It seems to me that a lot of the exaggerated angst around HN about this announcement (visible nearby) is due to the fact that the professed desires of high-capacity hardware users (diverse ports, lots of RAM, expansion) have been ignored by Apple's new product.
Some of this is real (i.e., SW developers are not Apple's main audience for this machine). But much of it is people who have never used the product extrapolating what they feel they need, and finding the machine wanting. People appear to be forgetting that Apple clearly does a lot of research into what is possible, and usage patterns with new hardware.
I'm not too sure about that. Almost every startup software developer I know uses a company-issued Macbook Pro. I'm not sure what it's like in some of the older, larger companies, but that's definitely the case at most startups.
"A lot of it boils down to this concept: We demand Apple innovate, but we insist they don’t change anything."
The people who really drone endlessly about "innovation" are the finance section people.
The pro and dev customers who are complaining now - ie: the ones who cheered for "no new features" back when 10.6 was announced - generally want better computers, and they generally focus on speed and stability.
1) A 12 and 14in macbook ( / air) instead of what they released.
2) A 13 and 15in macbook pro that put power ahead of battery and thinness.
2b) Pros having the option to get 32GB RAM, which I am sure will be part of next years model. Apple generally leaves out a feature they could have easily shipped, soas to make next years look like a bigger step.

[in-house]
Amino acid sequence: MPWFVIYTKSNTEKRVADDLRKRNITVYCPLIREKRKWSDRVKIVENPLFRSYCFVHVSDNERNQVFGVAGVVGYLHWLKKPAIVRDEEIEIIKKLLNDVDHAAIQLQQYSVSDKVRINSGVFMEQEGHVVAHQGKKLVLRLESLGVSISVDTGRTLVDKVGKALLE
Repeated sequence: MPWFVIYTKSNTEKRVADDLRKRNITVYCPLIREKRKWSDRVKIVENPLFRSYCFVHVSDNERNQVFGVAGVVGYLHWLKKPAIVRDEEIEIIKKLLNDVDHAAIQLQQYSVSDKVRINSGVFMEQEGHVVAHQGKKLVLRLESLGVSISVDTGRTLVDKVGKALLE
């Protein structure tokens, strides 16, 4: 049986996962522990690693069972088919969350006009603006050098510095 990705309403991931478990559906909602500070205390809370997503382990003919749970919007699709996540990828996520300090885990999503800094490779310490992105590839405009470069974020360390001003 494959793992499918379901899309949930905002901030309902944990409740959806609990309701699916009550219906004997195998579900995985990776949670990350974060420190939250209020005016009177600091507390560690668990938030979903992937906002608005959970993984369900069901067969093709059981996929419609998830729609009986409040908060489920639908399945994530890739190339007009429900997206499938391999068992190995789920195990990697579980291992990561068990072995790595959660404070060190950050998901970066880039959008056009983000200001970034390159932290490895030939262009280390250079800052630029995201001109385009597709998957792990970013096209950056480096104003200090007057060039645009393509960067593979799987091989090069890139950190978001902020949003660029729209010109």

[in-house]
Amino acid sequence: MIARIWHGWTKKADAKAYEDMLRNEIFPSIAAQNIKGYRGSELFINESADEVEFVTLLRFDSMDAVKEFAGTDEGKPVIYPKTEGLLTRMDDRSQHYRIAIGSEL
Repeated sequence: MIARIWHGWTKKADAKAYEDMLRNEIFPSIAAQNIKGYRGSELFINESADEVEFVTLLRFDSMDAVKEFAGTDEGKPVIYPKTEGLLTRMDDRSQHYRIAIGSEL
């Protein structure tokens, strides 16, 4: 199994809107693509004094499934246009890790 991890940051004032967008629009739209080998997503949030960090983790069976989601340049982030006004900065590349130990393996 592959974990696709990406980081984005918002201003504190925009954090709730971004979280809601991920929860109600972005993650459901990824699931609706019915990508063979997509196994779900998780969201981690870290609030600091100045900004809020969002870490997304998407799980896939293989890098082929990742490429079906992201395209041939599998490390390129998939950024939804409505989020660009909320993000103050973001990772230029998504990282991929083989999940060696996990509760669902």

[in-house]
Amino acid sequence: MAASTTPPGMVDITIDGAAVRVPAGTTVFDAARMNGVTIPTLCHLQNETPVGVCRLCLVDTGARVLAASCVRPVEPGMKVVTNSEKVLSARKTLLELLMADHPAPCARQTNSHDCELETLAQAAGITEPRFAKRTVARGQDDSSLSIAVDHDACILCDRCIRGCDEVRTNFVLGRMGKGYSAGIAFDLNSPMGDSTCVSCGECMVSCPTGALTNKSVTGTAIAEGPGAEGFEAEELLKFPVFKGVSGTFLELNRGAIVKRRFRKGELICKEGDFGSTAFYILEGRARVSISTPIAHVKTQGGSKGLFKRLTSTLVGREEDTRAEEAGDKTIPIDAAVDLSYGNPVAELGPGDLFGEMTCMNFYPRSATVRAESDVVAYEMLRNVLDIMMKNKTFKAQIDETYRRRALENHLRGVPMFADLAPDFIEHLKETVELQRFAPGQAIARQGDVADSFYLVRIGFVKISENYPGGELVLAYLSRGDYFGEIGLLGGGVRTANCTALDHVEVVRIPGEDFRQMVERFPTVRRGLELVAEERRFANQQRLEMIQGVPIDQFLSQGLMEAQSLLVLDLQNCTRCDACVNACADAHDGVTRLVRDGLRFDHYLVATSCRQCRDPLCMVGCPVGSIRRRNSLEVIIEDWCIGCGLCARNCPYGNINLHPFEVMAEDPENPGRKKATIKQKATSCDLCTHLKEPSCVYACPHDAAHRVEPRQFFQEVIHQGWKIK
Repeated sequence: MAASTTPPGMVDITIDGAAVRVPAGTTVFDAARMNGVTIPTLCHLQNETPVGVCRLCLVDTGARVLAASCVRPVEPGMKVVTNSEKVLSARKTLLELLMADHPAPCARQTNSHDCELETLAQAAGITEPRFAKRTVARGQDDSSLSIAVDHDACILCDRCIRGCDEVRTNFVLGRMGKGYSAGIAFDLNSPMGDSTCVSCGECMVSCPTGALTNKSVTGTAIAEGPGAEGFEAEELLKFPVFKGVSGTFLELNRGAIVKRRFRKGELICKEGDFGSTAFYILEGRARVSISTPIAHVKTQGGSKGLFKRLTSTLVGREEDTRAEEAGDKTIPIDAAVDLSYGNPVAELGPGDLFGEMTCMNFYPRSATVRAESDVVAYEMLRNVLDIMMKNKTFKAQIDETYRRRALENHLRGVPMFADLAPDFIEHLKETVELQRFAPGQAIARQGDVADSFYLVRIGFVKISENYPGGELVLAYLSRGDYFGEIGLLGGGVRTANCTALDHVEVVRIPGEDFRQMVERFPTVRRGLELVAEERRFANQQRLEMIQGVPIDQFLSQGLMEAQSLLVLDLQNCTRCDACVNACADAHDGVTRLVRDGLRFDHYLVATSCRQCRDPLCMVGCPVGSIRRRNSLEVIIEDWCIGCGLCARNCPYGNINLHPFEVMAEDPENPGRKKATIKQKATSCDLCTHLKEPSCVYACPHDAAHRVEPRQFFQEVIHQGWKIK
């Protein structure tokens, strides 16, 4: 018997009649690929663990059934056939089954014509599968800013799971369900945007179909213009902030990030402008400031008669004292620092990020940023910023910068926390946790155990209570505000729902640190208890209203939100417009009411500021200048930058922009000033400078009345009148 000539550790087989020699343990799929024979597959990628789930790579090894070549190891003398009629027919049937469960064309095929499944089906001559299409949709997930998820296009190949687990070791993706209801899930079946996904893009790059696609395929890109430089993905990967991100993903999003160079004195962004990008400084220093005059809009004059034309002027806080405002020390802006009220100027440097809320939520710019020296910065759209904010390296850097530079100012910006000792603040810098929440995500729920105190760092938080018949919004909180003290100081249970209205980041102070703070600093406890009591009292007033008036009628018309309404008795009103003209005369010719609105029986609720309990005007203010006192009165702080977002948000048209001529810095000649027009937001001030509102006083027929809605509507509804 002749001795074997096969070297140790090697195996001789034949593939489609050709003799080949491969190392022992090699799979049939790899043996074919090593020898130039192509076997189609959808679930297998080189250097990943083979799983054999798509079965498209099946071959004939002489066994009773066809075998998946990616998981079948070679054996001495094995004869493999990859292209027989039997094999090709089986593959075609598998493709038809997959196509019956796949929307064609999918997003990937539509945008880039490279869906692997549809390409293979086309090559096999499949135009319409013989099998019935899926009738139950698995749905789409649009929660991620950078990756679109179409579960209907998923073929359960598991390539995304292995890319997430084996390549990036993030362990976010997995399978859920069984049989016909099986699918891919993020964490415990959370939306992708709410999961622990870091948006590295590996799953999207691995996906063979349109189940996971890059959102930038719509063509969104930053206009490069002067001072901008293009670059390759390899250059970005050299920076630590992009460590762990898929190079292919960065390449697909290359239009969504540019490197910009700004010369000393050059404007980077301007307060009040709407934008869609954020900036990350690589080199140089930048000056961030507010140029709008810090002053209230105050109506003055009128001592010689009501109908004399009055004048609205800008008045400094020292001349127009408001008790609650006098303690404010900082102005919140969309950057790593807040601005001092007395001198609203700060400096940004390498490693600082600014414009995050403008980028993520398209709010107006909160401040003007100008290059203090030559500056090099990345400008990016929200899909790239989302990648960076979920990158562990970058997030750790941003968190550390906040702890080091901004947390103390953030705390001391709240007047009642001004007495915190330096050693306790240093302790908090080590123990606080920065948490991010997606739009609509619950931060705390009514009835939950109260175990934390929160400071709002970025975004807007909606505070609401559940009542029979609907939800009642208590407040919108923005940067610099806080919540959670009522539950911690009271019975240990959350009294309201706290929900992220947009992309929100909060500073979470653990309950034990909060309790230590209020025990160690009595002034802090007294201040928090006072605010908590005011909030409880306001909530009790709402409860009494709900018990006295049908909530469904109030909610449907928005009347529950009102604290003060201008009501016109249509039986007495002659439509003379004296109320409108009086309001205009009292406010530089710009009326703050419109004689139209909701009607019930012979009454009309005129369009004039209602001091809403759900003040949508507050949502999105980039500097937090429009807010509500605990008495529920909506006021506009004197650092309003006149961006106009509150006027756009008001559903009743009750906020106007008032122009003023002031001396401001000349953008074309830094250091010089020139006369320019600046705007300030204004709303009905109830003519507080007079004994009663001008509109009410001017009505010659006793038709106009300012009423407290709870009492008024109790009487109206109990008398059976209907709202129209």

2 Macbook/Airs and 2 pros, and eliminating all other SKUs would make more people happy, and make things simpler. Instead they taint the Pro name, and leave the old Macbook in the lineup.
Beyond this, I don't have too much issue with limited ports, I think that 2-3 is probably ideal. I do think that a regular headphone+mic port is important, as you're talking plenty of no-power devices that a lot of us use.
The apple core desktop market these days seems to include a lot of developers. Partly through need (ios app development) and partly by choice (friendly unix environment).
I'm still upset at a missing mid-range option that doesn't have a built in monitor... and a better solution to the pro line that is expressly upgradable.
It's also like the time they got rid of floppy drives, firewire, optical drives in laptops, removable batteries in laptops, the headphone jack on the iPhone 7...
Apple keeps increasing its revenue every time it does one of these things, which suggests that the complainers represent a small percentage of consumers.
I'm an Apple customer, not their cheerleader.